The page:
By Sifiso Nhlabatsi | 2019-12-06
Murder suspect Sipho Shongwe’s bid to be out on bail has once again failed.
Shongwe had, on Tuesday, submitted that he wants his bail revived since he had paid his bail and there was nothing concrete that was giving the court the right to keep him in detention.
Judge Nkosinathi Maseko said on Tuesday he was requested by the defence team to reconsider the decision to invoke Section 145 of the Criminal Procedure and Evidence Act (67) of 1938 as amended which he issued on June 6 when he resumed presiding over the matter.
Judge Maseko said on that day when the court adjourned Advocate Mike Hellens representing the Crown raised the issue and he invited the defence to respond to the issue.
He said Sipho Shongwe’s legal team responded by saying they wished to have the accused’s bail extended although he was in custody despite having paid bail.
Judge Maseko said Ben J Simelane and Lucky Howe, senior attorneys who were present on that day did not make any further responses to Hellens’ enquiry.
Judge Maseko said it was common cause that owing to the brief response to Section 145 raised by Hellens enquiry it must be kept in mind that he (Maseko) invited Shongwe’s legal team to present their view and they chose not to speak fully on the issue.
He said he then issued the order that Section 145 should be invoked.
He said on the arguments by Simelane on Tuesday, he (Maseko) asked on why they did not raise the issue back then and why the issue of bail was never raised with Judge Mbutfo Mamba with whom the plea was taken by the accused.
Judge Maseko said Simelane was honest to state that it was an honest error on their part as a defence team.
Judge Maseko said certain arguments were raised by Shongwe’s team that Section 145 be invoked by the court to revive the accused person’s bail. In support of this argument the court was referred to the case of Nkosingphile Mjemuka Dlamini and others vs The King.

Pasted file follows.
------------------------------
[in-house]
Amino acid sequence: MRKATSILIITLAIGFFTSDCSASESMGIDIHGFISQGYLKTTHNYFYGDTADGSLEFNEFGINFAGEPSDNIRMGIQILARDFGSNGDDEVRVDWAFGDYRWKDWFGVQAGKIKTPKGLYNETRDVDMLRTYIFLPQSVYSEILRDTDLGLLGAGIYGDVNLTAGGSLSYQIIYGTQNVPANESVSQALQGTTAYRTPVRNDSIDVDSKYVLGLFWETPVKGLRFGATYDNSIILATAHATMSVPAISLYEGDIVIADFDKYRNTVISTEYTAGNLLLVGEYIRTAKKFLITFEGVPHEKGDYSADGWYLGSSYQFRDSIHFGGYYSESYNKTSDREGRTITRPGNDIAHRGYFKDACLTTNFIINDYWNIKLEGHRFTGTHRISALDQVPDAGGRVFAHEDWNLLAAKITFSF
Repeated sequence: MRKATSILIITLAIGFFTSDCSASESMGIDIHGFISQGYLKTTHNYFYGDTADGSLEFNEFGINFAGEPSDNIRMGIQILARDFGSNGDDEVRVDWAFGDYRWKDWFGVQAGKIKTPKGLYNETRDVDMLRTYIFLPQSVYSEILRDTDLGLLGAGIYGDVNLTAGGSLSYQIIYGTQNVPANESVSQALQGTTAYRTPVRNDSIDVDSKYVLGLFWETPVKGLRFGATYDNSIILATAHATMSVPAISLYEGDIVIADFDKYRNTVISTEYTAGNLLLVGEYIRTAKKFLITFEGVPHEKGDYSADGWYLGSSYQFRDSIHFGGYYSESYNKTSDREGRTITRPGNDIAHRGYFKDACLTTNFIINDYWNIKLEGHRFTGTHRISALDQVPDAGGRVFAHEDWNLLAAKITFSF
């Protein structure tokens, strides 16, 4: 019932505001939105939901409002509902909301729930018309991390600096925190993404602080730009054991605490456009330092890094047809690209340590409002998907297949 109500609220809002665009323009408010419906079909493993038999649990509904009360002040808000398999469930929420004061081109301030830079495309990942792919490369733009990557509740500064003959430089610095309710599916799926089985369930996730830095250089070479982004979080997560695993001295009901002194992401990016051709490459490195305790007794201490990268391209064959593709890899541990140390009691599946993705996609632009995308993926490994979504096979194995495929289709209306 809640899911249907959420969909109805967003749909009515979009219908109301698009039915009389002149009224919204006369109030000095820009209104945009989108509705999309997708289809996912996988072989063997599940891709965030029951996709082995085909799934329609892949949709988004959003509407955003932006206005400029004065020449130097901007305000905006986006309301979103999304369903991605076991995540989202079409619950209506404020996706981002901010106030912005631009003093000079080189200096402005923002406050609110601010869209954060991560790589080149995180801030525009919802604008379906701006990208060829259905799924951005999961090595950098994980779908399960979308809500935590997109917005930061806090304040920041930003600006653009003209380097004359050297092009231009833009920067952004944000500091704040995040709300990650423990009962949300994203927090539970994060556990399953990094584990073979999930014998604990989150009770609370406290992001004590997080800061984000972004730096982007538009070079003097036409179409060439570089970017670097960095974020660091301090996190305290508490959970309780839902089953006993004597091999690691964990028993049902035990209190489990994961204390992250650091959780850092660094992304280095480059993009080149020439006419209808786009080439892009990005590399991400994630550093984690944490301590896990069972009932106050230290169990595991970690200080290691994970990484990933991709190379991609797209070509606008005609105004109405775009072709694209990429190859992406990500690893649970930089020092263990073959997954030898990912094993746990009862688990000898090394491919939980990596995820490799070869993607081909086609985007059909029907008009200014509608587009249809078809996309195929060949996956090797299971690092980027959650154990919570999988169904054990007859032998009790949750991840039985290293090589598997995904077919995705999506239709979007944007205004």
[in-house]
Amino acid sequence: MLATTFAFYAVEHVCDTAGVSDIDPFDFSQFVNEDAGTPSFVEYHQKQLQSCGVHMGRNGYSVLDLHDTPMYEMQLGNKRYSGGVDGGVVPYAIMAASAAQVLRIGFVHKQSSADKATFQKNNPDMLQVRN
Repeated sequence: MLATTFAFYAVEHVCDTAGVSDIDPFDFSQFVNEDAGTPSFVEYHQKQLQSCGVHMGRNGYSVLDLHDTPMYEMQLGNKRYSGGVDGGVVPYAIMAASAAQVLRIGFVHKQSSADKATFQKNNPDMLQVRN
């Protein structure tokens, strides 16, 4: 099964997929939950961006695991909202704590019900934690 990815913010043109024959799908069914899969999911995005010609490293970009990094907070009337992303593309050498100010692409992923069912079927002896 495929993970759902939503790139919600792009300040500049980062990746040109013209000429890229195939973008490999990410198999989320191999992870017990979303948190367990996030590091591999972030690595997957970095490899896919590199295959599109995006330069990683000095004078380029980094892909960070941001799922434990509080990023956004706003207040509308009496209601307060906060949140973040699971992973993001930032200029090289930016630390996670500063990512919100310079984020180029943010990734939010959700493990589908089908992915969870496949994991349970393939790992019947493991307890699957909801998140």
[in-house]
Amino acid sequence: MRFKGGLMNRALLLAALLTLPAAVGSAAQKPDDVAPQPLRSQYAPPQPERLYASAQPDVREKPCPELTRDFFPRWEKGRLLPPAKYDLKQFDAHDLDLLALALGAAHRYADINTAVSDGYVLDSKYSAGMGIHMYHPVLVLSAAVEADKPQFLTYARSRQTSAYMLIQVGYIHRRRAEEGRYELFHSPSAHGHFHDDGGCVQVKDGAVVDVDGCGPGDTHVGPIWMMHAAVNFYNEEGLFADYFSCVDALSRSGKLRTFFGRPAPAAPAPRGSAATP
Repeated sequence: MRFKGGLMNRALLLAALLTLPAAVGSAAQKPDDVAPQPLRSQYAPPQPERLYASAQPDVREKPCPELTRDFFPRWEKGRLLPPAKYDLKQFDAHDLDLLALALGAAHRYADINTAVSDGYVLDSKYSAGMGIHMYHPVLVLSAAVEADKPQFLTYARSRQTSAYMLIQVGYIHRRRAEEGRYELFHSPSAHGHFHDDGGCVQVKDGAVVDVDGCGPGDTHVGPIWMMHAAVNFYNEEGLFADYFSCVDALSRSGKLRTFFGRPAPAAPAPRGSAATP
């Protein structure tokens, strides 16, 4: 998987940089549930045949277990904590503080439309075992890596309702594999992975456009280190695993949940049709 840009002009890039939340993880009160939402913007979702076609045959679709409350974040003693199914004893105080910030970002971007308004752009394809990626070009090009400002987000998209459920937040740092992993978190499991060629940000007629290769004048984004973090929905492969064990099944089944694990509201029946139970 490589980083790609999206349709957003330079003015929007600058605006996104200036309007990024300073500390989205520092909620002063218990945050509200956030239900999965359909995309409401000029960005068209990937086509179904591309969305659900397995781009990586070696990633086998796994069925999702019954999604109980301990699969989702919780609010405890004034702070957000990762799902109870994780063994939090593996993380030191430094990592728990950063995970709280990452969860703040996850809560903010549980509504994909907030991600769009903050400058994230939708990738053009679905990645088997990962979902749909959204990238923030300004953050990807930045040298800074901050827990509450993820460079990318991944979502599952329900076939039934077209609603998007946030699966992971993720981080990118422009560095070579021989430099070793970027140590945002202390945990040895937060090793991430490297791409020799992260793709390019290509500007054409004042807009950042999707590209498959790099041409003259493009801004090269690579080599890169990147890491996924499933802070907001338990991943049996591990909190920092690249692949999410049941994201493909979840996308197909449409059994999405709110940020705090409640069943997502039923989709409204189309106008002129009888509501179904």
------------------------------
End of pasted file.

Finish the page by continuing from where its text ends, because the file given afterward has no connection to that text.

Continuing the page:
The Judge said Simelane referred to Paragraph 2 at page 9 of the judgment where Judge Matsebula stated: “having said that my finding is that Section 145 of the Criminal and Evidence Procedure Act is not automatic and absolute or mandatory”.
Judge Maseko said Sipho Shongwe’s case was different from Mjemuka’s case in the sense that while it was alleged that in the Dlamini case the Judge did not afford the attorneys an opportunity to make submissions when the bail was revoked, he on the other hand invited the defence to make submissions when the bail was revoked and the defence chose not to make any submissions or opposition in response to Hellens application.
Judge Maseko said when Simelane made submissions on Tuesday he was asked why the defence did not make any submissions to the Crown’s application and he admitted that it was a mistake.
Judge Maseko said the question then is that owing to this non-opposition, what was the court supposed to do except to exercise its discretion and invoke Section 145.
Judge Maseko also pointed out that he inherited this matter from Judge Mamba and about 11 witnesses had already been led by the Crown after the accused had pleaded to the indictment and there was nowhere in the record where the issue of Section 145 was raised by the defence and the crown before Judge Mamba.
The Judge said it defeats logic to understand why then this issue was not raised then bearing in mind that the Mjemuka case did not declare Section 145 unconstitutional.
Judge Maseko said he sincerely believed that the court had the right to deal with the matter and only the Supreme Court could now deal with whether the High Court exercised its discretion judiciously when it invoked Section 145 after an application by the Crown.
The Judge then ordered that the accused is to remain in custody pending completion of his trial.
Shongwe will now have to wait for Monday to know how his extradition case turns out at the Manzini Magistrates Court where Principal Magistrate David Khumalo is expected to deliver his ruling on whether Shongwe should be extradited to the Republic of South Africa, where he is alleged to have escaped from serving his full term.
If he is found to have not escaped, the extradition application will fail and Shongwe who was granted bail by Judge Sipho Nkosi would then be liberated pending completion of his currently ongoing trial before Judge Maseko.
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